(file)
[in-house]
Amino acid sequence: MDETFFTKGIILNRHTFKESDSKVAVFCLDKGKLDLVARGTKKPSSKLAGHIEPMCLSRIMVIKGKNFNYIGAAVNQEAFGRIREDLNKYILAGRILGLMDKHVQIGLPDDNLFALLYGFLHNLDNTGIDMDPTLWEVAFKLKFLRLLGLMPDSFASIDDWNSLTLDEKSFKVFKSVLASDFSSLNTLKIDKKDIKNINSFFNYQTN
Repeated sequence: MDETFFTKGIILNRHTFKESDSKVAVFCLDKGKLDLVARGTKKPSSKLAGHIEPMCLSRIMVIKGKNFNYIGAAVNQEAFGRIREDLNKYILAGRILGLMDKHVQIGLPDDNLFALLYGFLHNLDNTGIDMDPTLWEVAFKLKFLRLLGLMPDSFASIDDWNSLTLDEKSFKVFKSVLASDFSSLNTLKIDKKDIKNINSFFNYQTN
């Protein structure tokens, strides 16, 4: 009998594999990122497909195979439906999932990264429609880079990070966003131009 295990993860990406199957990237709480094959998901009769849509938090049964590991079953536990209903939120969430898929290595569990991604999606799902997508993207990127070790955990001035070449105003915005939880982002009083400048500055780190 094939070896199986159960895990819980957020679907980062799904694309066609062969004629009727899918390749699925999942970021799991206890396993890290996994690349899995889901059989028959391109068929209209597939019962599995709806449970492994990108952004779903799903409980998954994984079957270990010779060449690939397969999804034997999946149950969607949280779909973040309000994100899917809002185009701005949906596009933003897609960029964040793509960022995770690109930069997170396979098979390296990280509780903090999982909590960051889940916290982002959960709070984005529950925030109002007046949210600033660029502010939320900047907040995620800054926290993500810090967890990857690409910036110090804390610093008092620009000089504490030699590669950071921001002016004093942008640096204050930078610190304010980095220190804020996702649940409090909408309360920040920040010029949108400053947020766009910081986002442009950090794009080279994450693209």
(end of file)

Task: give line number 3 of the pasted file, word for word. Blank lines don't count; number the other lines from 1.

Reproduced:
Repeated sequence: MDETFFTKGIILNRHTFKESDSKVAVFCLDKGKLDLVARGTKKPSSKLAGHIEPMCLSRIMVIKGKNFNYIGAAVNQEAFGRIREDLNKYILAGRILGLMDKHVQIGLPDDNLFALLYGFLHNLDNTGIDMDPTLWEVAFKLKFLRLLGLMPDSFASIDDWNSLTLDEKSFKVFKSVLASDFSSLNTLKIDKKDIKNINSFFNYQTN